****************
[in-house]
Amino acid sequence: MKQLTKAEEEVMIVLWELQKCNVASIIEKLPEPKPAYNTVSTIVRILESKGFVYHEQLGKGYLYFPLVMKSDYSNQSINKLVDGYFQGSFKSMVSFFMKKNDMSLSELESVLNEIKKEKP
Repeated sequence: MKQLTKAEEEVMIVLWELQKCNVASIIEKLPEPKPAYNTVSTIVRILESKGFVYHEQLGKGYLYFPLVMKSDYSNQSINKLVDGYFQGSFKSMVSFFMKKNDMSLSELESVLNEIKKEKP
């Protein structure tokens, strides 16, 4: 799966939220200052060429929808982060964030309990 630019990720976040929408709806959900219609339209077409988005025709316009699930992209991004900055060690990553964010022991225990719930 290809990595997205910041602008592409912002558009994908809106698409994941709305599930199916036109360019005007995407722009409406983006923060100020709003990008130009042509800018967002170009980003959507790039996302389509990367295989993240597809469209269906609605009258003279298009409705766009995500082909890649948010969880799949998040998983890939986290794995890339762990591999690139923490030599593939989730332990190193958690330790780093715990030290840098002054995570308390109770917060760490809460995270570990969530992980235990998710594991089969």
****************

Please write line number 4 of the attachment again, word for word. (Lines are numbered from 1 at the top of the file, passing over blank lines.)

């Protein structure tokens, strides 16, 4: 799966939220200052060429929808982060964030309990 630019990720976040929408709806959900219609339209077409988005025709316009699930992209991004900055060690990553964010022991225990719930 290809990595997205910041602008592409912002558009994908809106698409994941709305599930199916036109360019005007995407722009409406983006923060100020709003990008130009042509800018967002170009980003959507790039996302389509990367295989993240597809469209269906609605009258003279298009409705766009995500082909890649948010969880799949998040998983890939986290794995890339762990591999690139923490030599593939989730332990190193958690330790780093715990030290840098002054995570308390109770917060760490809460995270570990969530992980235990998710594991089969």